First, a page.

Shouting With His Life
To the casual acquaintance, Kevin Pfeifer had a manner ‹ a quiet, thoughtful demeanor ‹ that seemed of a piece with all the philosophy courses he took at Marist College. His gift for abstractions, though, was far exceeded by his taste for the concrete. And adventure.
He learned to fly, and logged 400 hours of flying time. He learned to sail, and loved to bring his friends out to race the tankers around Sandy Hook or his nieces and nephews out on Jamaica Bay. He loved to drive, and managed to sneak onto the secure grounds at Kennedy Airport, where he sped along a runway.
Mr. Pfeifer, 42, shouted with his life, not with his mouth. Growing up in Middle Village, in Queens, and spending many summer days in Breezy Point, he developed a close circle of friends who ate at Beefsteak Charlie's and joined him for his capers on the ground, at sea, in the air. He knew that fun was where you made it: he organized a legendary bash at an abandoned missile silo near Floyd Bennett Field in Brooklyn.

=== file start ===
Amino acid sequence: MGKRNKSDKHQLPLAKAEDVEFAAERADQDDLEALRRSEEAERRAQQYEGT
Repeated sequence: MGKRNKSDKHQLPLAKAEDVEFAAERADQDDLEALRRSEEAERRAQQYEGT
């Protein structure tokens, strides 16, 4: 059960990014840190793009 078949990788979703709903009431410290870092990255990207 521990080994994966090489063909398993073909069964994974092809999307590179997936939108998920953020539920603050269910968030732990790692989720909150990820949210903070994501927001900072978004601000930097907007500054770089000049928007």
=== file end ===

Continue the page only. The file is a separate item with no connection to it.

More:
In Mr. Pfeifer's work as a city paramedic and later as a fire lieutenant, he had a knack for quietly bringing out the best in people, his brother Joseph said. Joseph Pfeifer was among the first battalion chiefs at the trade center on Sept. 11. He spotted his brother coming in with Engine Company 33, and the two Pfeifers exchanged a quick word, and then glances as they parted.
Profile published in THE NEW YORK TIMES on November 24, 2001.